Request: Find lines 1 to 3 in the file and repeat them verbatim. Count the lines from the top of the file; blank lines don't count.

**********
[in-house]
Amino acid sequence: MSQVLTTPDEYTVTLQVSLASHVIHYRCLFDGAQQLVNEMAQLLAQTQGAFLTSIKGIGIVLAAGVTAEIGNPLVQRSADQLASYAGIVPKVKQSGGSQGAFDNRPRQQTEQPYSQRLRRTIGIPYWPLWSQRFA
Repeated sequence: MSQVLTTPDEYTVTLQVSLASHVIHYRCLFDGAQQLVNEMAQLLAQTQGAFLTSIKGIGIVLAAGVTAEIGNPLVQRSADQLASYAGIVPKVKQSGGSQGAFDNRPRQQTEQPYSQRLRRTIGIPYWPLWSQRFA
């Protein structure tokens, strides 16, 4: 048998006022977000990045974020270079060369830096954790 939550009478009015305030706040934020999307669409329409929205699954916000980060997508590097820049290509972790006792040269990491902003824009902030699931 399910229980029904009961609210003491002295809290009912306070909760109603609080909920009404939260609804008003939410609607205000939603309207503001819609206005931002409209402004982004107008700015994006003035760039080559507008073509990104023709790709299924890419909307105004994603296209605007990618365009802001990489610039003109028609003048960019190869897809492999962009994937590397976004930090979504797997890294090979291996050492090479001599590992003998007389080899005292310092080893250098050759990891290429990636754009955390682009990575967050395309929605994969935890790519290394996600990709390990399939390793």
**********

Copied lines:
[in-house]
Amino acid sequence: MSQVLTTPDEYTVTLQVSLASHVIHYRCLFDGAQQLVNEMAQLLAQTQGAFLTSIKGIGIVLAAGVTAEIGNPLVQRSADQLASYAGIVPKVKQSGGSQGAFDNRPRQQTEQPYSQRLRRTIGIPYWPLWSQRFA
Repeated sequence: MSQVLTTPDEYTVTLQVSLASHVIHYRCLFDGAQQLVNEMAQLLAQTQGAFLTSIKGIGIVLAAGVTAEIGNPLVQRSADQLASYAGIVPKVKQSGGSQGAFDNRPRQQTEQPYSQRLRRTIGIPYWPLWSQRFA